The group's Web site does not give an address or phone number, nor does it list any of the officers or sponsors. It says only, "Americans for Honesty on Issues is organized to engage in political issue communications in compliance with federal and state laws." (Bullshit is now called "issue communications" evidently. - ed.)
Another Democratic 527 organization, the September Group, founded by the longtime party operative Harold M. Ickes, is planning a late burst of anti-Republican spending, said Howard Wolfson, a political consultant working with the group. But Mr. Wolfson would not say how much money the group had raised nor how it intended to spend it.
Among the most active Republican 527 groups is the Economic Freedom Fund, which was formed this year and received a $5 million contribution from Bob J. Perry, a major Bush donor and an underwriter of the Swift boat veterans group in 2004. The fund is running advertisements on behalf of Republican candidates in Georgia, Indiana, Iowa, Oregon and West Virginia.


At 10/15/2006 9:33 AM, Blogger maybesomeday said...

These ads are quite scarey indeed with the false stuff Whalen is spewing out daily in desperation.

However, read Wooten's column about the electronic voting machines and watch the impact in Iowa for a real scare just in time for Halloween. I am aware of Republican poll watchers out there in Scott county armed with PDA handhelds that are supposidly linked to the "system" and directly aligned with the Rove machine out east....

Corruption in voting is growing like cancer and the friends of the GOP are getting rich making their clients "happy" in the name of "democracy".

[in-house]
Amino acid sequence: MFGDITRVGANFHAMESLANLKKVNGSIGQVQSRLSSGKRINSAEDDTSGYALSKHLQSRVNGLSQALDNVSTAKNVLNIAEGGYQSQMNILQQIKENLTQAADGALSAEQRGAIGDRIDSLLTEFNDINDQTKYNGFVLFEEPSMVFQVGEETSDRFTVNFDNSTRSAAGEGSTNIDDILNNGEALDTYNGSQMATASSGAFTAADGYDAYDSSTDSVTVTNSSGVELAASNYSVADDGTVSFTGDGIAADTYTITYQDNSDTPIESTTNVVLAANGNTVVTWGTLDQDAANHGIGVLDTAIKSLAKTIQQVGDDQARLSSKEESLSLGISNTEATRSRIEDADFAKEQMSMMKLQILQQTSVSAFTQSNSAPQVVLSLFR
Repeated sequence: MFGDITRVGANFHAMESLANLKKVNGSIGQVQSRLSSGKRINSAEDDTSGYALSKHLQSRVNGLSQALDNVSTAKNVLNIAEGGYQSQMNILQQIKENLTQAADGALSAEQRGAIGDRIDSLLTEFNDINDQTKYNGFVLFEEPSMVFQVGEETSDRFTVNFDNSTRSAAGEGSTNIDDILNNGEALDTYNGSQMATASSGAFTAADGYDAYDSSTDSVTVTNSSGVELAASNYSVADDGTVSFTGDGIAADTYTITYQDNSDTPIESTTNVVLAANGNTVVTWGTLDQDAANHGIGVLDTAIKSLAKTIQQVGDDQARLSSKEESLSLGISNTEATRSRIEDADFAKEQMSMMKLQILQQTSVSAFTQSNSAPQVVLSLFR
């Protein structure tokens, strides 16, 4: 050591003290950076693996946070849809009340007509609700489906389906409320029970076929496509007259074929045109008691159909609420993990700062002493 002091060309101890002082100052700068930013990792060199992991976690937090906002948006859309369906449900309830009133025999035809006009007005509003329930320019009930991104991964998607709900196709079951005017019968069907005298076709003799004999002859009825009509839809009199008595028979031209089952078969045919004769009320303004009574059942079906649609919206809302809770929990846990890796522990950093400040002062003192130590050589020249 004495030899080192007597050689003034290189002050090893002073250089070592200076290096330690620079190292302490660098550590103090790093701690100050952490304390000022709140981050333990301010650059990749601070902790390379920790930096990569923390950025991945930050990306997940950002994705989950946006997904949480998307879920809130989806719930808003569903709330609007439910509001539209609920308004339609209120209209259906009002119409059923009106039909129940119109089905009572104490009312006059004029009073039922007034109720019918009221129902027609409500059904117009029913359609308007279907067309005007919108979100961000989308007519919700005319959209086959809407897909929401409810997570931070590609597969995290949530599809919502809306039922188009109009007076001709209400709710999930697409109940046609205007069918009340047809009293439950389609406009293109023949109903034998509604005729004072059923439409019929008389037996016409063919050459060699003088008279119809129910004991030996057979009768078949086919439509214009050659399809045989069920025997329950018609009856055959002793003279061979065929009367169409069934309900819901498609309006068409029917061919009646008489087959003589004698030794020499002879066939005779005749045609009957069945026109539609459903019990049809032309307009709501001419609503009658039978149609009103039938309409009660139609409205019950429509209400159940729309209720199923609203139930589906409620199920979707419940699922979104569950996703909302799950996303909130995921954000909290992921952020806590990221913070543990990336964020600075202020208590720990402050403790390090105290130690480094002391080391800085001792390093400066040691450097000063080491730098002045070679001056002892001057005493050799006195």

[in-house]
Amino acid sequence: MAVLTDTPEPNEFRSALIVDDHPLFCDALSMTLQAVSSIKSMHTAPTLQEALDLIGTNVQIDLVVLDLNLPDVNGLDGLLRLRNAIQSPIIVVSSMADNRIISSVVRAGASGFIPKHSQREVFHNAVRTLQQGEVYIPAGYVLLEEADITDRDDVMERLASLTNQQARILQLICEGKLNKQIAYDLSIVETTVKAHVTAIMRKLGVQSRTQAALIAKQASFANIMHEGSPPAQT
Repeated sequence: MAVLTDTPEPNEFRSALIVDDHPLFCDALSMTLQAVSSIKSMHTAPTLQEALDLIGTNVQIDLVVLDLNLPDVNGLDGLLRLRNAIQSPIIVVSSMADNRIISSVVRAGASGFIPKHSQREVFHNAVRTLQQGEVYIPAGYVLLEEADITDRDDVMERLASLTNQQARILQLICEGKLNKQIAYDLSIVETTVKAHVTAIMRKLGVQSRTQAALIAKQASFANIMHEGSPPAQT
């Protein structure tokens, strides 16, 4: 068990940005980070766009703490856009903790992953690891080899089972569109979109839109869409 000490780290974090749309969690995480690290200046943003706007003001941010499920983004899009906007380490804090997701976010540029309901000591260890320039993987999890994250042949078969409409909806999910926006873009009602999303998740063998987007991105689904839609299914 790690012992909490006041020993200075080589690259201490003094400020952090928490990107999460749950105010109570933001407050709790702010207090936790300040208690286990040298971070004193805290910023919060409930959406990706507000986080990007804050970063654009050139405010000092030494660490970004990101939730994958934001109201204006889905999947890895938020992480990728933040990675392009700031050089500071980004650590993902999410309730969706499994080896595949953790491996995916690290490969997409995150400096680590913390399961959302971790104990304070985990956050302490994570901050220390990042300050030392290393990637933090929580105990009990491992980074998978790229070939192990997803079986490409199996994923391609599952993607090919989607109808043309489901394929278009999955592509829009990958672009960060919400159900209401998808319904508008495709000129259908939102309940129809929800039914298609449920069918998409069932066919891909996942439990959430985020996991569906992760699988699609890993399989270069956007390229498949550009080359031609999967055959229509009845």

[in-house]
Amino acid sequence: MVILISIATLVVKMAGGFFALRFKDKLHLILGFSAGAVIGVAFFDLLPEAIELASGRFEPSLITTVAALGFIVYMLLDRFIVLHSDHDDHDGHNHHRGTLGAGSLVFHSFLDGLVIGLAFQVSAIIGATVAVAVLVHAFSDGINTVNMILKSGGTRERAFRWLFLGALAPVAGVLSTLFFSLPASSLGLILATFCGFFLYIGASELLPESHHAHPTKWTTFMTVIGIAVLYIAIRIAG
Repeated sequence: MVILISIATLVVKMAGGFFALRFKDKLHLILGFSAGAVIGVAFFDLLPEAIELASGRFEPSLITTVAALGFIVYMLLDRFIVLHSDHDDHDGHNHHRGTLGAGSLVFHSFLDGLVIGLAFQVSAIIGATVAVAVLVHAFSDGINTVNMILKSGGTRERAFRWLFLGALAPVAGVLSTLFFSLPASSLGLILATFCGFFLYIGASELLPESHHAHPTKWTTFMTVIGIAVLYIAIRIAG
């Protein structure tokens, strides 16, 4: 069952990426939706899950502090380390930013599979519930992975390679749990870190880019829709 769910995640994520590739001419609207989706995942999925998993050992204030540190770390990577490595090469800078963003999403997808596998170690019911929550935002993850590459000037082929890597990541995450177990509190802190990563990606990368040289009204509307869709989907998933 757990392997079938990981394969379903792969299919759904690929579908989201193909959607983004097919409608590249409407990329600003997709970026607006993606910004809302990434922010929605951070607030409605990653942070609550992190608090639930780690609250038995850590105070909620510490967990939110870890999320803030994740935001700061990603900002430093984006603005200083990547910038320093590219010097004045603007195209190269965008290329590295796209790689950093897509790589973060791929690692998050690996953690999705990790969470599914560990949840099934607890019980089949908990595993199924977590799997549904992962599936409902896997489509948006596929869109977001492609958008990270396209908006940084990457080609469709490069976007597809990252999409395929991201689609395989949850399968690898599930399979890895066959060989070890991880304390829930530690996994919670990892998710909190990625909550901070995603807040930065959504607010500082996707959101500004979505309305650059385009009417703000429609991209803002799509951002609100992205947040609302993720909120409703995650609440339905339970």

At 10/21/2006 1:40 PM, Blogger nicodemus said...

Is there a link to Wooten's column you are referring to?

I was just thinking that in the 4 years since I last pollwatched, the age of wireless, (i.e. PDAs and laptops) has probably changed the game quite a bit. In good ways and but possibly in bad ways.

My experiences pollwatching had more to do with Murphy's Law and the lack of sophistication in the campaigns I was watching for.

At 10/22/2006 1:58 AM, Blogger The Inside Dope said...


I didn't refer to any Wooten column. Not sure what you mean.

And you bring up an important point. Switching voting systems involves far more than simply switching machines. It affects the entire process, including requireing that the many election workers are familiar with the entire system.

I was thinking the other day that one way to avoid voter confusion on these new machines would be to simply have a "practice" machine set up at every polling place and a person who could help voters try a practice vote before they went into the booths so that they could be familiar with what to expect and how it worked.

It would cost money, but would avoid a lot of people such as the elderly, etc. who may be baffled by the new system and not be able to register their intended votes due to confusion or inability to figure things out.

The system is well designed and fairly simple, but of course, nothing is so simple that some people can't mess it up.